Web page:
‘Well, then how do you fly a plane the size of an airliner without ailerons?’ Damien Leimbach, former USAF avionics technician.
After it became operational in 1955, the B-52 Stratofortress remained the main long-range heavy bomber of the US Air Force during the Cold War, and it continues to be an important part of the USAF bomber force today. Nearly 750 were built before production ended in the fall of 1962.
The B-52 has set numerous records in its many years of service. On Jan. 18, 1957, three B-52Bs completed the first non-stop round-the-world flight by jet aircraft, lasting 45 hours and 19 minutes and requiring only three aerial refuelings. It was also a B-52 that made the first airborne hydrogen bomb drop over Bikini Atoll on May 21, 1956.
‘The ailerons are bolted down.
‘Yes, you read that right.
‘The ailerons cannot be used.
‘What? Why? Well, they did build the jets with ailerons of course, that aid in turning the craft. And they work just like you would expect them to.
‘However, due to the excessively long service life of the plane, it was noticed after a few decades of use that the ailerons were imparting far more force on the frame and wing spars than was really necessary. Use of the ailerons was imparting so much roll force and the wings were so long that the torque generated was literally ripping the wings off. So, the decision was made to disable them in order to prolong the life of the plane.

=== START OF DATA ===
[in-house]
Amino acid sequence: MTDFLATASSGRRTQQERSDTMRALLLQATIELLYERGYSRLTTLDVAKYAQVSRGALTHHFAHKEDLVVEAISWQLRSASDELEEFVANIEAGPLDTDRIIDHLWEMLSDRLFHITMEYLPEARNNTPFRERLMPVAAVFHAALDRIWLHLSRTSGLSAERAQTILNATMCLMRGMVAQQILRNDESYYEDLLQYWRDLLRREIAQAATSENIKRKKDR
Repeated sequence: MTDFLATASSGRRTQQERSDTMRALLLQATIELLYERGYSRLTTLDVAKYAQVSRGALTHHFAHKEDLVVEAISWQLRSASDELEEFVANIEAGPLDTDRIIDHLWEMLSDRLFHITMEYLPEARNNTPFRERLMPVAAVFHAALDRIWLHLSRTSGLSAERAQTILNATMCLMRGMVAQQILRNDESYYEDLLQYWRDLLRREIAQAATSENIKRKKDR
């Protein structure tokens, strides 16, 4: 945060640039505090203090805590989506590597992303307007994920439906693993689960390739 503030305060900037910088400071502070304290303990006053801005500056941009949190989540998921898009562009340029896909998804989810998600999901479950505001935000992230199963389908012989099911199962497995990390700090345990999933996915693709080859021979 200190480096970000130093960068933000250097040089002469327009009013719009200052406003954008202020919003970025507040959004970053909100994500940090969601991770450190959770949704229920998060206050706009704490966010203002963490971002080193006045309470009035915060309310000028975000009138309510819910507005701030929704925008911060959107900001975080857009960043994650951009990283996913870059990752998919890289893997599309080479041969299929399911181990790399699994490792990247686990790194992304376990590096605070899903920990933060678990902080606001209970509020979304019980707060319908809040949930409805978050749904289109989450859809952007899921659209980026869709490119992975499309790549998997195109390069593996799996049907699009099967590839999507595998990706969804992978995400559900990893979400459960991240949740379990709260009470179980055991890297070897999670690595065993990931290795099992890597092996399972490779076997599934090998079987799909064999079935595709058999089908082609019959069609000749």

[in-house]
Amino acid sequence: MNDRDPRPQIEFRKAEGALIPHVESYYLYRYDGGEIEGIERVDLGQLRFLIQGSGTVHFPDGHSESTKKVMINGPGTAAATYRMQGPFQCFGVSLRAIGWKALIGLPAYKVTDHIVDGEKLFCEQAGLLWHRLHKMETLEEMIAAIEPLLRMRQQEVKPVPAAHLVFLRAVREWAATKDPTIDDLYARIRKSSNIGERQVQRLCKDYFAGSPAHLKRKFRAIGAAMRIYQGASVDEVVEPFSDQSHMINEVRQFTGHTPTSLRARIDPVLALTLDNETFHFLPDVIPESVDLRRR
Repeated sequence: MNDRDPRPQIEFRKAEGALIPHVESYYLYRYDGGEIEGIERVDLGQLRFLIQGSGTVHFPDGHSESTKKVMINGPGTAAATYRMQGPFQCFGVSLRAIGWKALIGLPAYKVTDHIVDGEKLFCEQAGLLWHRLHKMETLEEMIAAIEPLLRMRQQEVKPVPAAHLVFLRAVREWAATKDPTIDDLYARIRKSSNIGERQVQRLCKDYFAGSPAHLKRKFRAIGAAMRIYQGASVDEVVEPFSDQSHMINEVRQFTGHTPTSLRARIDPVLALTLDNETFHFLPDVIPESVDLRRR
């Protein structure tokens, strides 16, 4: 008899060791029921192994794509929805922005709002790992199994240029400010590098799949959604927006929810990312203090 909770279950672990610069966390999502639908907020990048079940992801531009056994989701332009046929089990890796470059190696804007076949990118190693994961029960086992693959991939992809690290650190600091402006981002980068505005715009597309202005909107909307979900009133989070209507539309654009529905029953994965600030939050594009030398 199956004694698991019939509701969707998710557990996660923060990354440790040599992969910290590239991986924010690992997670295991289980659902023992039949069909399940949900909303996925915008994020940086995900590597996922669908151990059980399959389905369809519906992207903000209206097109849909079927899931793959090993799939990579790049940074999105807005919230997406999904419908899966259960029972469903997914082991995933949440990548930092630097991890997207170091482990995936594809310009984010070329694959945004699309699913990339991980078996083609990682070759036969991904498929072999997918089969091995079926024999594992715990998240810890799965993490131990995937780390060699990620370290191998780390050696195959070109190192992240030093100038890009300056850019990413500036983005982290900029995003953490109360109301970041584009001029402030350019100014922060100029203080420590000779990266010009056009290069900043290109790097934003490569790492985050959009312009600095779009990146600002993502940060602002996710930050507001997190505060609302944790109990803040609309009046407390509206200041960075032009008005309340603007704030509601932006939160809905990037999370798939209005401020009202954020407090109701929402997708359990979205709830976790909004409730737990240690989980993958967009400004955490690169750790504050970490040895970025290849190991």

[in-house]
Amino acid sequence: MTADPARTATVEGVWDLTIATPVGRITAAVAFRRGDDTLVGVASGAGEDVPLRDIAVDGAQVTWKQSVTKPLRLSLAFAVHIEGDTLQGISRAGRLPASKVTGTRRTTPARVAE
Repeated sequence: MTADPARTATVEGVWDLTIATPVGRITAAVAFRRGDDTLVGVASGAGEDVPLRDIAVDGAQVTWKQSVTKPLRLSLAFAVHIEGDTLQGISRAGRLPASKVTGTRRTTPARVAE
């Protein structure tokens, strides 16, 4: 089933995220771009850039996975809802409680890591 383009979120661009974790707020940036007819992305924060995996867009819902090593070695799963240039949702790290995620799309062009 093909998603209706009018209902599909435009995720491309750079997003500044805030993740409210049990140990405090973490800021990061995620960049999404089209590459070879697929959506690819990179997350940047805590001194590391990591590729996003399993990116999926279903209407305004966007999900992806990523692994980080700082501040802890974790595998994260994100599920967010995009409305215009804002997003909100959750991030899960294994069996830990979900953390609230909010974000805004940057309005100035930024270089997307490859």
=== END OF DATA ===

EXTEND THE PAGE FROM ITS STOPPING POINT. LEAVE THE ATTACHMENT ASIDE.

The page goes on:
‘Well, then how do you fly a plane the size of an airliner without ailerons?
‘Stall panels. (many people have pointed out they are technically called spoilerons.)
‘Look closely at the right wing of this plane.
‘Those flat panels pop up into the airstream and disrupt the airflow over the wing, making it produce less lift. The right wing then falls, gently banking the plane.
‘To get out of the bank and fly level again, the left wing is then stalled, which dips, gently leveling the aircraft.’
‘Of course, it was not intended to be flown this way, so during the conversion, the wing spoilers were enlarged slightly and the ailerons disabled.’
Update: according to Jason Edwards, a reader of The Aviation Geek Club and an aviation expert, early model B-52s had ailerons. They were deleted from the design when the G and H models were designed. They aren’t bolted down; the aircraft were built without them. They rely entirely on the spoilers for roll control.